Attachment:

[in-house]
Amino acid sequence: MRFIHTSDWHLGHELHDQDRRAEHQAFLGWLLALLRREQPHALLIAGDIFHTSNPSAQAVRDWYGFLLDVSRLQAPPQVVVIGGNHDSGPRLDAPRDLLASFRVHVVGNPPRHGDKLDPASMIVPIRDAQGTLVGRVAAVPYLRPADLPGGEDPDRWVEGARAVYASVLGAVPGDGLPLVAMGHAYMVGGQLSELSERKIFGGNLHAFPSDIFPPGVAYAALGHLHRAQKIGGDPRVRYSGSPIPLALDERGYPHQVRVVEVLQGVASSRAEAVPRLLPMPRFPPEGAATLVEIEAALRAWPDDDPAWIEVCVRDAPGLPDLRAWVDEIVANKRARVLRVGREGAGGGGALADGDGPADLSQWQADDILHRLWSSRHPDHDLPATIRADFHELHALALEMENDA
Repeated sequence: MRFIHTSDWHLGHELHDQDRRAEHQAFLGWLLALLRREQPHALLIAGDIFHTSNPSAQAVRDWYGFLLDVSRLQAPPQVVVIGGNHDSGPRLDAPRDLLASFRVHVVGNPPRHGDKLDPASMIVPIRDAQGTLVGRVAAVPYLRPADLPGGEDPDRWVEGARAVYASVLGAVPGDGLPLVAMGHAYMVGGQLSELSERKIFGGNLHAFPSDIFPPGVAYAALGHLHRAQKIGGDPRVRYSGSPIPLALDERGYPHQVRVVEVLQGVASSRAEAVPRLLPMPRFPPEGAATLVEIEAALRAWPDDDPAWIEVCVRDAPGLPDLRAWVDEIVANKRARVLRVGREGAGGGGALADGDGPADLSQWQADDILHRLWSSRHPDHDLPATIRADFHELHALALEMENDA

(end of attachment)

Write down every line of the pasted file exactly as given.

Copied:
[in-house]
Amino acid sequence: MRFIHTSDWHLGHELHDQDRRAEHQAFLGWLLALLRREQPHALLIAGDIFHTSNPSAQAVRDWYGFLLDVSRLQAPPQVVVIGGNHDSGPRLDAPRDLLASFRVHVVGNPPRHGDKLDPASMIVPIRDAQGTLVGRVAAVPYLRPADLPGGEDPDRWVEGARAVYASVLGAVPGDGLPLVAMGHAYMVGGQLSELSERKIFGGNLHAFPSDIFPPGVAYAALGHLHRAQKIGGDPRVRYSGSPIPLALDERGYPHQVRVVEVLQGVASSRAEAVPRLLPMPRFPPEGAATLVEIEAALRAWPDDDPAWIEVCVRDAPGLPDLRAWVDEIVANKRARVLRVGREGAGGGGALADGDGPADLSQWQADDILHRLWSSRHPDHDLPATIRADFHELHALALEMENDA
Repeated sequence: MRFIHTSDWHLGHELHDQDRRAEHQAFLGWLLALLRREQPHALLIAGDIFHTSNPSAQAVRDWYGFLLDVSRLQAPPQVVVIGGNHDSGPRLDAPRDLLASFRVHVVGNPPRHGDKLDPASMIVPIRDAQGTLVGRVAAVPYLRPADLPGGEDPDRWVEGARAVYASVLGAVPGDGLPLVAMGHAYMVGGQLSELSERKIFGGNLHAFPSDIFPPGVAYAALGHLHRAQKIGGDPRVRYSGSPIPLALDERGYPHQVRVVEVLQGVASSRAEAVPRLLPMPRFPPEGAATLVEIEAALRAWPDDDPAWIEVCVRDAPGLPDLRAWVDEIVANKRARVLRVGREGAGGGGALADGDGPADLSQWQADDILHRLWSSRHPDHDLPATIRADFHELHALALEMENDA